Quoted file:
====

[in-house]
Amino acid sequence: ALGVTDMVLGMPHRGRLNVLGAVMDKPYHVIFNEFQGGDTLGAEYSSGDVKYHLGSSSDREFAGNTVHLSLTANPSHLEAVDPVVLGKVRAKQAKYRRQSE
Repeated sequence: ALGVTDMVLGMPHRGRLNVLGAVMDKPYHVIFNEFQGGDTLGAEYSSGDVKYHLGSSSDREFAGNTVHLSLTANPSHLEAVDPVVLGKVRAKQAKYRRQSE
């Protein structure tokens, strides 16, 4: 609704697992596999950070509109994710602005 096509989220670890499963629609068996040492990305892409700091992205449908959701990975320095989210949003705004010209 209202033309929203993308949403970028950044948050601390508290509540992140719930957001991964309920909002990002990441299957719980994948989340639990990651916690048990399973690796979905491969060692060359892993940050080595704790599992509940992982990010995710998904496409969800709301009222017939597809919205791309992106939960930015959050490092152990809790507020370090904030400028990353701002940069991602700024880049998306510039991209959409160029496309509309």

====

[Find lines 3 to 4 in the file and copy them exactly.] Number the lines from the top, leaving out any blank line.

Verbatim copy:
Repeated sequence: ALGVTDMVLGMPHRGRLNVLGAVMDKPYHVIFNEFQGGDTLGAEYSSGDVKYHLGSSSDREFAGNTVHLSLTANPSHLEAVDPVVLGKVRAKQAKYRRQSE
């Protein structure tokens, strides 16, 4: 609704697992596999950070509109994710602005 096509989220670890499963629609068996040492990305892409700091992205449908959701990975320095989210949003705004010209 209202033309929203993308949403970028950044948050601390508290509540992140719930957001991964309920909002990002990441299957719980994948989340639990990651916690048990399973690796979905491969060692060359892993940050080595704790599992509940992982990010995710998904496409969800709301009222017939597809919205791309992106939960930015959050490092152990809790507020370090904030400028990353701002940069991602700024880049998306510039991209959409160029496309509309």